[24 CFR 960.259, 24 CFR 5.230]
The PHA must verify all information that is used to establish the family’s eligibility and level of assistance and is required to obtain the family’s consent to collect the information. Applicants and tenants must cooperate with the verification process as a condition of receiving assistance. The PHA must not pass on the cost of verification to the family.
The PHA will follow the verification guidance provided by HUD in PIH Notice 2010-19 and any subsequent guidance issued by HUD. This chapter summarizes those requirements and provides supplementary PHA policies.
Part I describes the general verification process. More detailed requirements related to individual factors are provided in subsequent parts including family information (Part II), income and assets (Part III), and mandatory deductions (Part IV).
Verification policies, rules and procedures will be modified as needed to accommodate persons with disabilities. All information obtained through the verification process will be handled in accordance with the records management policies established by the PHA.
PART I: GENERAL VERIFICATION REQUIREMENTS
FAMILY CONSENT TO RELEASE OF INFORMATION
[24 CFR 960.259, 24 CFR 5.230]
The family must supply any information that the PHA or HUD determines is necessary to the administration of the program and must consent to PHA verification of that information [24 CFR 960.259(a)(1)].
It is required that all adult applicants and tenants sign form HUD-9886, Authorization for Release of Information. The purpose of form HUD-9886 is to facilitate automated data collection and computer matching from specific sources and provides the family's consent only for the specific purposes listed on the form. HUD and the PHA may collect information from State Wage Information Collection Agencies (SWICAs) and current and former employers of adult family members. Only HUD is authorized to collect information directly from the Internal Revenue Service (IRS) and the Social Security Administration (SSA). Adult family members must sign other consent forms as needed to collect information relevant to the family’s eligibility and level of assistance.
Penalties for Failing to Consent [24 CFR 5.232]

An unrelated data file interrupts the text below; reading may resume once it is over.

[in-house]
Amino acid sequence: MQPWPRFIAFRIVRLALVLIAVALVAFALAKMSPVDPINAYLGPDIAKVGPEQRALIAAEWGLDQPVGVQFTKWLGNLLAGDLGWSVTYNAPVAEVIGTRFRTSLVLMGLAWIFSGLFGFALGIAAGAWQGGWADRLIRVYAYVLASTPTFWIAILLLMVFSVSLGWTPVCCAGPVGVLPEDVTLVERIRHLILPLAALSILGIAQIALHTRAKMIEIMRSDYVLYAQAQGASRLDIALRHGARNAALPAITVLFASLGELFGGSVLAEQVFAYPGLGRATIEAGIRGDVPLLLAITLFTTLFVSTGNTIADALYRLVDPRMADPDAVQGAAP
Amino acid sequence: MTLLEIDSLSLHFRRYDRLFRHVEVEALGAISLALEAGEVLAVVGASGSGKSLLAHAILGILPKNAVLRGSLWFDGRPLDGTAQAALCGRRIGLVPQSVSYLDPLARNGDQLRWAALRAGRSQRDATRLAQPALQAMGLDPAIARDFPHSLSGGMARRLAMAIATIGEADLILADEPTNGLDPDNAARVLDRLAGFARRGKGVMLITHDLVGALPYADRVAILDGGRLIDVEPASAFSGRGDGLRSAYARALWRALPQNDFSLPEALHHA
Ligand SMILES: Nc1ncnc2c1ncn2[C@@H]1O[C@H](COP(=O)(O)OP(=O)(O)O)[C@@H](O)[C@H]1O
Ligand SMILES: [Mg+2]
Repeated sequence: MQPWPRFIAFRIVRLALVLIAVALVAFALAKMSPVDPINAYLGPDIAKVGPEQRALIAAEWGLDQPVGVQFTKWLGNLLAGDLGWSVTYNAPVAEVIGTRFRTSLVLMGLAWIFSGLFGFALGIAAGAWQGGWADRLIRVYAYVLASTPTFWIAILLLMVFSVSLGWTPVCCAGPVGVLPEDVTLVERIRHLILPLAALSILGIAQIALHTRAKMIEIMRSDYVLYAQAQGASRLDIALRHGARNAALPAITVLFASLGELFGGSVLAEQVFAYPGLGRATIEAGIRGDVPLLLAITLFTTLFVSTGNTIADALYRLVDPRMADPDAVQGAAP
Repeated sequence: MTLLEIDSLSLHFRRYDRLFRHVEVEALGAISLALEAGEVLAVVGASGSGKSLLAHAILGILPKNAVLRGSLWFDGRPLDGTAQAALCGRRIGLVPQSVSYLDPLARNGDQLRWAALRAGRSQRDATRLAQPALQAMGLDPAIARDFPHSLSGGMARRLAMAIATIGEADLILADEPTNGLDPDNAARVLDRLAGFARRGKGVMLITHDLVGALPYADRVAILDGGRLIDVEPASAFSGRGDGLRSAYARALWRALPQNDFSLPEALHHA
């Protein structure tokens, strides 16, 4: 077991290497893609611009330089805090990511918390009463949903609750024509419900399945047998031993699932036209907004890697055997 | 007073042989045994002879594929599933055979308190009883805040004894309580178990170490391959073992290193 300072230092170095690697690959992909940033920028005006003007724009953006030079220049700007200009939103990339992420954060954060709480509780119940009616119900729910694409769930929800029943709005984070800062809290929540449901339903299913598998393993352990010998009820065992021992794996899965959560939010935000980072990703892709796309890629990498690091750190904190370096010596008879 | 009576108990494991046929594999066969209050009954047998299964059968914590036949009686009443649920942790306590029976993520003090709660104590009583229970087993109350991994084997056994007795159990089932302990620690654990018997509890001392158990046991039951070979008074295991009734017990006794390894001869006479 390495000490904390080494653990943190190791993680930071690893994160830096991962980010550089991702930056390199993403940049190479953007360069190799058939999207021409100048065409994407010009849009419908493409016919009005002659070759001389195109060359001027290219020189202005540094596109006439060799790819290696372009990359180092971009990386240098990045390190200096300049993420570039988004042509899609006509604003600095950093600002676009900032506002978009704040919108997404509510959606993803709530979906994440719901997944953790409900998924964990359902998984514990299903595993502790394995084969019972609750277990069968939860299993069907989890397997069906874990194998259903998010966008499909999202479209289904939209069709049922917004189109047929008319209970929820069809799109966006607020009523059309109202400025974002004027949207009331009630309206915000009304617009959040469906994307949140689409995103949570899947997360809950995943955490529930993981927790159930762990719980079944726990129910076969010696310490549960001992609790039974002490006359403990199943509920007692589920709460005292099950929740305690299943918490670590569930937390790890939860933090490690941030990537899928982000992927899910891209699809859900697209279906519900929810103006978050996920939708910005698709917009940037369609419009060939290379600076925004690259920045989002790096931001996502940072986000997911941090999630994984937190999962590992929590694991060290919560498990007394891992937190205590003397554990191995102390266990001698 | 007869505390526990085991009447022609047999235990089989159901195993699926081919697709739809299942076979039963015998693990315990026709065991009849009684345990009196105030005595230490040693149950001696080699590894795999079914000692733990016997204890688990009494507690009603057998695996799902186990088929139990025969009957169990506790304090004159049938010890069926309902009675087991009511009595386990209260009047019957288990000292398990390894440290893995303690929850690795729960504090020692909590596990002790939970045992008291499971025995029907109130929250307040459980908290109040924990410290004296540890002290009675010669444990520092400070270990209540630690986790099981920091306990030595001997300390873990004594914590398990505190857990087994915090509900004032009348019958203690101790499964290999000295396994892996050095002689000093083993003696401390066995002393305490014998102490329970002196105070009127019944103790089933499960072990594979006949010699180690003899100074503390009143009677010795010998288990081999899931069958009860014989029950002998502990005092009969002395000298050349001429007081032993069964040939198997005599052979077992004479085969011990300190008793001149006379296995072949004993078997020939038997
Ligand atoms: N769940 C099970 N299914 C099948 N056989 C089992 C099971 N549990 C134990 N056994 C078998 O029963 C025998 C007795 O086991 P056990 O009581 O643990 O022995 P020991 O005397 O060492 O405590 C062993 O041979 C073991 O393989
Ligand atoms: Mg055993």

If any family member who is required to sign a consent form fails to do so, the PHA will deny admission to applicants and terminate the lease of tenants. The family may request a hearing in accordance with the PHA's grievance procedures.
7-I.B. OVERVIEW OF VERIFICATION REQUIREMENTS
HUD’s Verification Hierarchy
HUD authorizes the PHA to use six methods to verify family information and specifies the circumstances in which each method will be used. In general HUD requires the PHA to use the most reliable form of verification that is available and to document the reasons when the PHA uses a lesser form of verification.
In order of priority, the forms of verification that BHHC will use are:
Up-front Income Verification (UIV) using HUD’s Enterprise Income Verification (EIV) system
Up-front Income Verification (UIV) using a non-HUD system
Written Third-Party Verification (may be provided by applicant or resident)
Written Third-Party Verification Form
Third-party Oral Verification
Each of the verification methods is discussed in subsequent sections below.
Requirements for Acceptable Documents
Any documents used for verification must be the original (not photocopies) and generally must be dated within 60 calendar days of the date they are provided to BHHC. The documents must not be damaged, altered or in any way illegible.
BHHC will accept documents dated up to 6 months before the effective date of the family's reexamination if the document represents the most recent scheduled report from a source. For example, if the holder of a pension annuity provides semi-annual reports, the PHA would accept the most recent report.
Print-outs from web pages are considered original documents.
BHHC staff member who views the original document must make a photocopy, annotate the copy with the name of the person who provided the document and the date the original was viewed, and sign the copy.
Any family self-certifications must be made in a format acceptable to BHHC and must be signed in the presence of a BHHC representative or BHHC notary public.
The PHA must document in the file how the figures used in income and rent calculations were determined. All verification attempts, information obtained, and decisions reached during the verification process will be recorded in the family’s file in sufficient detail to demonstrate that the PHA has followed all of the verification policies set forth in this ACOP. The record should be sufficient to enable a staff member or HUD reviewer to understand the process followed and conclusions reached.
BHHC will document, in the family file, the following:
Reported family annual income
Value of assets
Expenses related to deductions from annual income
Other factors influencing the adjusted income or income-based rent determination
BHHC is unable to obtain 3rd (third) party verification, BHHC will
document in the family file the reason that third-party verification was not
available and will place a photocopy of the original document(s) in the family
file. [24 CFR 960.259(c)(1); Notice PIH 2010-19].
7-I.C. UP-FRONT INCOME VERIFICATION (UIV)